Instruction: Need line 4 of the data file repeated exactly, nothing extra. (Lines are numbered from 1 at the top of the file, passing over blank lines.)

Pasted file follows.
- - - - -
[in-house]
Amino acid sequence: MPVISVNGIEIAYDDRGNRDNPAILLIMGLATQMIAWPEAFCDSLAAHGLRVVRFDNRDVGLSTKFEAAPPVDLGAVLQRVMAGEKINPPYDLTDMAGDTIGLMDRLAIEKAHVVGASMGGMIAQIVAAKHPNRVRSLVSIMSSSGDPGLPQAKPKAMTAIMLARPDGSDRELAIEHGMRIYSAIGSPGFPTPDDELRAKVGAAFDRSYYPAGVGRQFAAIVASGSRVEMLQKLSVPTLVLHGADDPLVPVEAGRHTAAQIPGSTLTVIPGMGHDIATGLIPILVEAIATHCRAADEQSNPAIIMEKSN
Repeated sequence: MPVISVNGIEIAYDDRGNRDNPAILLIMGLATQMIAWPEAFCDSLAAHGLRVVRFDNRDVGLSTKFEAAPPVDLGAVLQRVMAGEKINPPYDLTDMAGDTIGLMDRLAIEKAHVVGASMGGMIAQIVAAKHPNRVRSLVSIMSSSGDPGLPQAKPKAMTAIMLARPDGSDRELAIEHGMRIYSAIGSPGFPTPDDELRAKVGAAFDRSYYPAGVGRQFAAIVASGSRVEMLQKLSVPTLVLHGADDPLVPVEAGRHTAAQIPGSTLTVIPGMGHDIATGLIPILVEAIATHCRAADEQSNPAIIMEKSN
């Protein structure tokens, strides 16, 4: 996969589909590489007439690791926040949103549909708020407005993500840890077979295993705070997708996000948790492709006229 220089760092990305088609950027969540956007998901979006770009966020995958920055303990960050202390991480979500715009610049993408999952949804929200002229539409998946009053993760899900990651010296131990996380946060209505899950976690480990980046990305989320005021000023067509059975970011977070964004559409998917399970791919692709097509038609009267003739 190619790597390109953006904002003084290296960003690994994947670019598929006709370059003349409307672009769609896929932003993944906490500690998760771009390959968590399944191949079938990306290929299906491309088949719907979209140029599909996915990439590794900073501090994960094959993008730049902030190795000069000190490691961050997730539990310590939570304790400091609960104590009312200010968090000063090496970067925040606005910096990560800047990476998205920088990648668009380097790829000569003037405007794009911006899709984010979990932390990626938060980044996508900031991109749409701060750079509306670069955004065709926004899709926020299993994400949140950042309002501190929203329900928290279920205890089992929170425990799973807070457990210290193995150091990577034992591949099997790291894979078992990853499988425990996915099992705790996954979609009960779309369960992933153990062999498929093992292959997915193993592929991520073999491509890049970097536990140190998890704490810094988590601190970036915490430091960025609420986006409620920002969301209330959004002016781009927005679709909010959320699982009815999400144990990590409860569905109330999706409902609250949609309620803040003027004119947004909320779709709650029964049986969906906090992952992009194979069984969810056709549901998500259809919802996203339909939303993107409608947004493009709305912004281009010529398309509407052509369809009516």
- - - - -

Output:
């Protein structure tokens, strides 16, 4: 996969589909590489007439690791926040949103549909708020407005993500840890077979295993705070997708996000948790492709006229 220089760092990305088609950027969540956007998901979006770009966020995958920055303990960050202390991480979500715009610049993408999952949804929200002229539409998946009053993760899900990651010296131990996380946060209505899950976690480990980046990305989320005021000023067509059975970011977070964004559409998917399970791919692709097509038609009267003739 190619790597390109953006904002003084290296960003690994994947670019598929006709370059003349409307672009769609896929932003993944906490500690998760771009390959968590399944191949079938990306290929299906491309088949719907979209140029599909996915990439590794900073501090994960094959993008730049902030190795000069000190490691961050997730539990310590939570304790400091609960104590009312200010968090000063090496970067925040606005910096990560800047990476998205920088990648668009380097790829000569003037405007794009911006899709984010979990932390990626938060980044996508900031991109749409701060750079509306670069955004065709926004899709926020299993994400949140950042309002501190929203329900928290279920205890089992929170425990799973807070457990210290193995150091990577034992591949099997790291894979078992990853499988425990996915099992705790996954979609009960779309369960992933153990062999498929093992292959997915193993592929991520073999491509890049970097536990140190998890704490810094988590601190970036915490430091960025609420986006409620920002969301209330959004002016781009927005679709909010959320699982009815999400144990990590409860569905109330999706409902609250949609309620803040003027004119947004909320779709709650029964049986969906906090992952992009194979069984969810056709549901998500259809919802996203339909939303993107409608947004493009709305912004281009010529398309509407052509369809009516």